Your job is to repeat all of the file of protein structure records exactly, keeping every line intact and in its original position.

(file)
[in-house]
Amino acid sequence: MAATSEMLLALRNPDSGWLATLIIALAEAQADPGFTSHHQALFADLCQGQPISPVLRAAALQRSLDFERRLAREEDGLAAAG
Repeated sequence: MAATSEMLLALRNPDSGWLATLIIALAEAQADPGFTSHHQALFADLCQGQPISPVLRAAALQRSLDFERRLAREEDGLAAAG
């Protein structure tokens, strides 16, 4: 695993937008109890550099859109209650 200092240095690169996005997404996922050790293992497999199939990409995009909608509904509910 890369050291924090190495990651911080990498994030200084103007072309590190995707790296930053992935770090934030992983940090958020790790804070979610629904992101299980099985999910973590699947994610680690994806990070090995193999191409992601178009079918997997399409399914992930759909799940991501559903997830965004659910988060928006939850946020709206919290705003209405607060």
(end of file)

[in-house]
Amino acid sequence: MAATSEMLLALRNPDSGWLATLIIALAEAQADPGFTSHHQALFADLCQGQPISPVLRAAALQRSLDFERRLAREEDGLAAAG
Repeated sequence: MAATSEMLLALRNPDSGWLATLIIALAEAQADPGFTSHHQALFADLCQGQPISPVLRAAALQRSLDFERRLAREEDGLAAAG
């Protein structure tokens, strides 16, 4: 695993937008109890550099859109209650 200092240095690169996005997404996922050790293992497999199939990409995009909608509904509910 890369050291924090190495990651911080990498994030200084103007072309590190995707790296930053992935770090934030992983940090958020790790804070979610629904992101299980099985999910973590699947994610680690994806990070090995193999191409992601178009079918997997399409399914992930759909799940991501559903997830965004659910988060928006939850946020709206919290705003209405607060």